Add search result to the map

Next, search via your GIS instance to add the desired result to the map:

flayer_search_result ="owner:esri","Feature Layer", outside_org=True)
[<Item title:"USA Soils Map Units" type:Feature Layer Collection owner:esri>,
 <Item title:"USA Offshore Pipelines (Mature Support)" type:Feature Layer Collection owner:esri>,
 <Item title:"USA Traffic Counts" type:Feature Layer Collection owner:esri>,
 <Item title:"USA Shipping Fairways Lanes Zones (Mature Support)" type:Feature Layer Collection owner:esri>,
 <Item title:"USA Drilling Platforms" type:Feature Layer Collection owner:esri>,
 <Item title:"World Exclusive Economic Zone Boundaries" type:Feature Layer Collection owner:esri>,
 <Item title:"US Vessel Traffic 2017 September" type:Feature Layer Collection owner:esri>,
 <Item title:"US Vessel Traffic 2018 April" type:Feature Layer Collection owner:esri>,
 <Item title:"US Vessel Traffic 2019 March" type:Feature Layer Collection owner:esri>,
 <Item title:"US Vessel Traffic 2018 October" type:Feature Layer Collection owner:esri>]

Add Item to the map

You can add an Item object to a map by passing its object id to the add_layer() method:

world_timezones_item = gis.content.get('312cebfea2624e108e234220b04460b8')

Adding layer objects to the map

You can add a number of different layer objects, such as FeatureLayer, FeatureCollection, ImageryLayer, MapImageLayer, to the map. For example, you can add a FeatureLayer, as shown below:

world_countries_item = gis.content.get('ac80670eb213440ea5899bbf92a04998')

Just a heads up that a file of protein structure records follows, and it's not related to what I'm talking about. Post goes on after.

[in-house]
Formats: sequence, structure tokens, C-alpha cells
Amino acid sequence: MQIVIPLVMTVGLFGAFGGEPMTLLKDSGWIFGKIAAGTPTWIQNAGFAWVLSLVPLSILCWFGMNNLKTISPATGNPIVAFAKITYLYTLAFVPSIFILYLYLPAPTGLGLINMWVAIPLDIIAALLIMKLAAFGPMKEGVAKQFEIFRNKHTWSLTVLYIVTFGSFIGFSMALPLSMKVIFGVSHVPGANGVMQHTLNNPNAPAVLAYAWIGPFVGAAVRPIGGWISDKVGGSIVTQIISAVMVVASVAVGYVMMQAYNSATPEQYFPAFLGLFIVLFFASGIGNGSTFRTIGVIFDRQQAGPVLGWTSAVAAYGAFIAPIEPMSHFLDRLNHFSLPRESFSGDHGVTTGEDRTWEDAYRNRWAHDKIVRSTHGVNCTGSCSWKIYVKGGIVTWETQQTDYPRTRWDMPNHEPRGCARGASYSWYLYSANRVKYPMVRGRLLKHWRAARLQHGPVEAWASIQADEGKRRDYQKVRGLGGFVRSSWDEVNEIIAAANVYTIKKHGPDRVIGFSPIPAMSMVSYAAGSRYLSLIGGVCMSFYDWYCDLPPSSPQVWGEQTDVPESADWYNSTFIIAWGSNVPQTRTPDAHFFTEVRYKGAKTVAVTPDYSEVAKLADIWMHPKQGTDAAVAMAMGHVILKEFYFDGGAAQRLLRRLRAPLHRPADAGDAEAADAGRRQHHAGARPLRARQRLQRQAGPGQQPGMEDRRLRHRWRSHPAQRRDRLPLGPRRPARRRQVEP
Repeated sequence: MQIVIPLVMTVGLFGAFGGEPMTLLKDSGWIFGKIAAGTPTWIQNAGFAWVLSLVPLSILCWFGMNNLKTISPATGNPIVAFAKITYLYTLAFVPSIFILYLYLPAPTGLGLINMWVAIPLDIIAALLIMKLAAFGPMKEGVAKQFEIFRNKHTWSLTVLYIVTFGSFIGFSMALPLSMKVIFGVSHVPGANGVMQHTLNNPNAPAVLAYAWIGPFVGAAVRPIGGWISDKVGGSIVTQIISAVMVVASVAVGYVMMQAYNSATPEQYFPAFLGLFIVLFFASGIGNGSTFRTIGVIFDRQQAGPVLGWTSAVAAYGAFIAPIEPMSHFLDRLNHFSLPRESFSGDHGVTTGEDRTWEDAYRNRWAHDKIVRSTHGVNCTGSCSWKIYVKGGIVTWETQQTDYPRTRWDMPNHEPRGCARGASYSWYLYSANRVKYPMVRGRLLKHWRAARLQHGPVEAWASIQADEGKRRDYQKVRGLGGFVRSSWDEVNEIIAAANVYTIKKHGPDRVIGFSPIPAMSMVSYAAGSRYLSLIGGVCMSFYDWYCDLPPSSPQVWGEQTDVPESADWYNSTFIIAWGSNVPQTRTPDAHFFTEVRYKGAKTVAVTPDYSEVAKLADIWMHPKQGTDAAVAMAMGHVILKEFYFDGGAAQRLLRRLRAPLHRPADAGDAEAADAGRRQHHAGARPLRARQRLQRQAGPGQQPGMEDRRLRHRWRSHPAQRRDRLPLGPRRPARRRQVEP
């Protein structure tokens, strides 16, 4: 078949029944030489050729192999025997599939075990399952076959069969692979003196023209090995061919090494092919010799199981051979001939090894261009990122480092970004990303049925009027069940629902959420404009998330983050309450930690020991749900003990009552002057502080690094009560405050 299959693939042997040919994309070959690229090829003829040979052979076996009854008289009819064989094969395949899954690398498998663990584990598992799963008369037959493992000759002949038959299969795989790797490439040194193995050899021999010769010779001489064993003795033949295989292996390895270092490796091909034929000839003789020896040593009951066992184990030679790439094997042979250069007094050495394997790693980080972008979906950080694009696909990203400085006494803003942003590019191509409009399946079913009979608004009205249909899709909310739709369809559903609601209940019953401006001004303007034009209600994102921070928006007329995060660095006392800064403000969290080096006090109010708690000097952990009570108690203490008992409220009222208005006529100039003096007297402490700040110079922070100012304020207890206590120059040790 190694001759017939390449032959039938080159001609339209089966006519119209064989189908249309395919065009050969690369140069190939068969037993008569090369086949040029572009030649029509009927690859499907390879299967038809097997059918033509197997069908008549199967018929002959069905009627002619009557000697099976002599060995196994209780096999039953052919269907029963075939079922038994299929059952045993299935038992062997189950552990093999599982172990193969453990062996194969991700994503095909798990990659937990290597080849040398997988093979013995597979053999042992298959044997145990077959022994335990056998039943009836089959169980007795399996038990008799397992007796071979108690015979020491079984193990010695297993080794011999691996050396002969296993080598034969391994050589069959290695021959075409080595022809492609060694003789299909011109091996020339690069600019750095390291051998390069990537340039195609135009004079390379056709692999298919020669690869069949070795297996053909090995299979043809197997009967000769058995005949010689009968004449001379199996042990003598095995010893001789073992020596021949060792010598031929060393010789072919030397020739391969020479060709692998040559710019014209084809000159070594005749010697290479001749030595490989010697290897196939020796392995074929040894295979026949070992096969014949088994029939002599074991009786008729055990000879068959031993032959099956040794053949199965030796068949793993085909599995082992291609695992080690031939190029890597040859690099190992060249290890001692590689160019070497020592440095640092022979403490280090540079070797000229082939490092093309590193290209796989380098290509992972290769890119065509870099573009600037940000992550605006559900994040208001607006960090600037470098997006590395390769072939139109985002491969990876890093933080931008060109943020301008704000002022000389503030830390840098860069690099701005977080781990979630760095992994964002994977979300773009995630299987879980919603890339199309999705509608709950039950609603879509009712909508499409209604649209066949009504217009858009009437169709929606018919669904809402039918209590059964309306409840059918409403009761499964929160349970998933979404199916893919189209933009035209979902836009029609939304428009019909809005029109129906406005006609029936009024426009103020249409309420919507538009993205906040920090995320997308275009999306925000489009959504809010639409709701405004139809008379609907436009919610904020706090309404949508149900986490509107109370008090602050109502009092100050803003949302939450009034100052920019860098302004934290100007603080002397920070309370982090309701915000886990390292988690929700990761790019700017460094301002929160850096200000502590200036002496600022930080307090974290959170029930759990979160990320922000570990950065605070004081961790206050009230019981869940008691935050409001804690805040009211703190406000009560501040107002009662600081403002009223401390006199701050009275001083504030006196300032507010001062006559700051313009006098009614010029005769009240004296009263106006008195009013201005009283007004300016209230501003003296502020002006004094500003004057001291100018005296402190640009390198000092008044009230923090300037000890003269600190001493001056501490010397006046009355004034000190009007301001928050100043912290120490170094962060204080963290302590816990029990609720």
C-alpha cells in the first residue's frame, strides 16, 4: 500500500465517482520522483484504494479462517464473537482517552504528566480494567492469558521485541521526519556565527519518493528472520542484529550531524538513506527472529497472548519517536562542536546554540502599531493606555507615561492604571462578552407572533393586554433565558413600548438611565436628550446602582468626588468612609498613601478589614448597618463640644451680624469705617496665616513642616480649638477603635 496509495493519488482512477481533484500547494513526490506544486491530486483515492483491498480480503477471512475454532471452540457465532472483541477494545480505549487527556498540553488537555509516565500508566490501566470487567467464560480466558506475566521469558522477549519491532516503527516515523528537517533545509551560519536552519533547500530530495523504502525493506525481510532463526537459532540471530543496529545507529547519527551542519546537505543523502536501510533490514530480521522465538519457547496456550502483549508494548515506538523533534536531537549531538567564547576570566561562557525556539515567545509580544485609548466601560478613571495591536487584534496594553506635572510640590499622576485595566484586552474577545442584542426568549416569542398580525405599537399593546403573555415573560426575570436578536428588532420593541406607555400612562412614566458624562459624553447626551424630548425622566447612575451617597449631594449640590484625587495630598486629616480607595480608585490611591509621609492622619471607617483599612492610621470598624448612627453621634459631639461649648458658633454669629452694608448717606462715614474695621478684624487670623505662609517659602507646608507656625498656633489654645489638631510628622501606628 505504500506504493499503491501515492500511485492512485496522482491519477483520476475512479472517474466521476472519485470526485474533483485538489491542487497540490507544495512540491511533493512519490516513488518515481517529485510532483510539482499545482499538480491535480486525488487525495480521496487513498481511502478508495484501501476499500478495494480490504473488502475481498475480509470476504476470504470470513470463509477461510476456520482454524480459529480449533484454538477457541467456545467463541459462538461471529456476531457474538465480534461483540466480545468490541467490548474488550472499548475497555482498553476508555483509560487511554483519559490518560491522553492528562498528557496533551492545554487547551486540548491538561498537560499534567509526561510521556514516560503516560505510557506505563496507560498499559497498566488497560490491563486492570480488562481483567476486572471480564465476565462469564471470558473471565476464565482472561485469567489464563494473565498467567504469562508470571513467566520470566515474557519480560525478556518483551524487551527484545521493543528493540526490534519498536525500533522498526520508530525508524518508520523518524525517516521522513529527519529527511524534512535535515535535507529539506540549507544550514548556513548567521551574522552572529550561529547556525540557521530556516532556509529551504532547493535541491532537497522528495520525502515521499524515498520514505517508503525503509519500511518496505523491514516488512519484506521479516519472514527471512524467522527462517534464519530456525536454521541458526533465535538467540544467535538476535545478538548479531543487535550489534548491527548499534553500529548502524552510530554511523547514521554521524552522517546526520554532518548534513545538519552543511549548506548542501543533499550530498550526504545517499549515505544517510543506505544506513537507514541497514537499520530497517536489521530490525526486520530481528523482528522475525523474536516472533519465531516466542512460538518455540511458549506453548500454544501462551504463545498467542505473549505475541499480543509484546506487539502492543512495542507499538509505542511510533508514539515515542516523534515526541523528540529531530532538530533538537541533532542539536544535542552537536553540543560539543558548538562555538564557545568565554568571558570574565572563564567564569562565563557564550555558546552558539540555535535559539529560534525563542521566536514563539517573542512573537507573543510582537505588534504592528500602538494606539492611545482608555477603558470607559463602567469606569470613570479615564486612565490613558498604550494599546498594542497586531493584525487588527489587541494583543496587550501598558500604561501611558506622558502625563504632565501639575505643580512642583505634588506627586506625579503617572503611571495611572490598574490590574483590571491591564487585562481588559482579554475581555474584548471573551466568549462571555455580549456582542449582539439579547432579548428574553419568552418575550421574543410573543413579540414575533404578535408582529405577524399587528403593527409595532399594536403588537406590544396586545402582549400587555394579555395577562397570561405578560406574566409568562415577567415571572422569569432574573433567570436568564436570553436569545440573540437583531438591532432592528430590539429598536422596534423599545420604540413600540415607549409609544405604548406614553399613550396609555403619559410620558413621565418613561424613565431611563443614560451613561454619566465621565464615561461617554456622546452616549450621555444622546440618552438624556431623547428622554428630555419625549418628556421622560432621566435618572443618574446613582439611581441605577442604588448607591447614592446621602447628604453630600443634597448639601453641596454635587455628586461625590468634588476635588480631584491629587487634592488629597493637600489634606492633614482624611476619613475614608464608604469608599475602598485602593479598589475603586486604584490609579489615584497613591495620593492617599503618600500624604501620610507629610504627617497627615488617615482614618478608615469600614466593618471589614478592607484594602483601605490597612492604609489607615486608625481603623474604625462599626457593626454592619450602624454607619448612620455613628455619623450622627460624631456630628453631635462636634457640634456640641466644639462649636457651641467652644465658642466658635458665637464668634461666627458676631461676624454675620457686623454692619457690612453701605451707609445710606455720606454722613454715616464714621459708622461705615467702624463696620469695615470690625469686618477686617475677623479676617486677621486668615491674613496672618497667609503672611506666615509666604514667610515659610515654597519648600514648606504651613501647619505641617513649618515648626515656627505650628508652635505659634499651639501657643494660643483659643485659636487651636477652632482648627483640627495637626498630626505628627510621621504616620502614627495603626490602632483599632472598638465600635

world_countries_layer = world_countries_item.layers[0]
<FeatureLayer url:"">
usa_map.add_layer(world_countries_layer, options={'opacity':0.4})

Saving the map as a web map

Starting with the Python API version 1.3, you can save the map widget as a web map in your GIS. This process persists all the basemaps, layers added with or without your custom symbology (including smart mapping), pop-ups, extent, and graphics drawn (with or without custom symbols) as layers in your web map.

To save the map, call the save() method. This method creates and returns a new Web Map Item object. As parameters, you can specify all valid Item properties as shown below:

webmap_properties = {'title':'USA time zones and traffic counts WebMap',
                    'snippet': 'Jupyter notebook widget saved as a web map',
                    'tags':['automation', 'python']}

webmap_item =, 
<Web Map Item: title="USA time zones and traffic counts WebMap">

You can use this web map back in the notebook or in any ArcGIS app capable of rendering web maps. To learn how you can read this web map using the Python API, refer to the other parts of this notebook guide series.

The Object Model Diagram of the widgets module

Any map widget instance is of the arcgis.widgets.MapView class, based on ipywidgets.widgets.domwidget.DOMWidget. The arcgis.widgets.MapView class resides inside the arcgis.widgets module.

# The object model diagram of the widgets module is shown below


In Part 1 of this guide series, we have explored the basic concepts and uses of web maps, the fundamental structure of the widgets module, and quickly walked through some starter examples of visualizing a map in the widget. In the following chapters of this guide series, we will discuss more advanced topics of mapping and map widgets.